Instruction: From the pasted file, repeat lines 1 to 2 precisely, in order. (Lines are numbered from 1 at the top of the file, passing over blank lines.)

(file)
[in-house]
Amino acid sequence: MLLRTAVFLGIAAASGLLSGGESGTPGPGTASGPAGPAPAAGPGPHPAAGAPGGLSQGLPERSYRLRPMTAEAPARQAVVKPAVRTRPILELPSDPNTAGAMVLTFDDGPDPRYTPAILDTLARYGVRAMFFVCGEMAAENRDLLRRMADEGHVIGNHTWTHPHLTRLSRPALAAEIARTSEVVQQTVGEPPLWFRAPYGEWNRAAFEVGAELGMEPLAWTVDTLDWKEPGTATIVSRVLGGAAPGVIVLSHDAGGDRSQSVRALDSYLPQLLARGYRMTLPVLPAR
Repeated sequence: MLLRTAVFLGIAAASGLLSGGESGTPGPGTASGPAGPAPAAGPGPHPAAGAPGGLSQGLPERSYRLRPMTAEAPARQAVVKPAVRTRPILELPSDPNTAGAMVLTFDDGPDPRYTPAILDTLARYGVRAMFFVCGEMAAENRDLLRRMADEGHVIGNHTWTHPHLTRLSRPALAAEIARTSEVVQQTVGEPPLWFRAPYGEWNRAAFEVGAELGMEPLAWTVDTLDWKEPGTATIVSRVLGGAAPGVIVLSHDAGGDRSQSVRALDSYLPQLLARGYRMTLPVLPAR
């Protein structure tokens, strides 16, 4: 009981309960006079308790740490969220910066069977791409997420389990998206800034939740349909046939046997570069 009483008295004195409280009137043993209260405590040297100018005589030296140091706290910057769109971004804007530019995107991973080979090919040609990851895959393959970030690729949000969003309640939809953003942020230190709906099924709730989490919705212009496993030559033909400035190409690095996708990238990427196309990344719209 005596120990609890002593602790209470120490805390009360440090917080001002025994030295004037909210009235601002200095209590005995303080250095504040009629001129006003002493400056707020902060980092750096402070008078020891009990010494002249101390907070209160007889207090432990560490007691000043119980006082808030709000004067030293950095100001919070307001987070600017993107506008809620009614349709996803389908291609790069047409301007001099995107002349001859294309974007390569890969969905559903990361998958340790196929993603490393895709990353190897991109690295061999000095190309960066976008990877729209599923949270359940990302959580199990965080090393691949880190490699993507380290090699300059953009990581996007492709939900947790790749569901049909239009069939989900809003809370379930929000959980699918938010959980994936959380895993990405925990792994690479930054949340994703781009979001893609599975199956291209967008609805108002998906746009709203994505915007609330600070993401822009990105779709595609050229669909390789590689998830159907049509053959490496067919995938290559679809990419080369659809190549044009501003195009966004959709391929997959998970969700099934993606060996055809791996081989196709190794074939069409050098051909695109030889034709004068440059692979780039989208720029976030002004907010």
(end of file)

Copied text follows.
[in-house]
Amino acid sequence: MLLRTAVFLGIAAASGLLSGGESGTPGPGTASGPAGPAPAAGPGPHPAAGAPGGLSQGLPERSYRLRPMTAEAPARQAVVKPAVRTRPILELPSDPNTAGAMVLTFDDGPDPRYTPAILDTLARYGVRAMFFVCGEMAAENRDLLRRMADEGHVIGNHTWTHPHLTRLSRPALAAEIARTSEVVQQTVGEPPLWFRAPYGEWNRAAFEVGAELGMEPLAWTVDTLDWKEPGTATIVSRVLGGAAPGVIVLSHDAGGDRSQSVRALDSYLPQLLARGYRMTLPVLPAR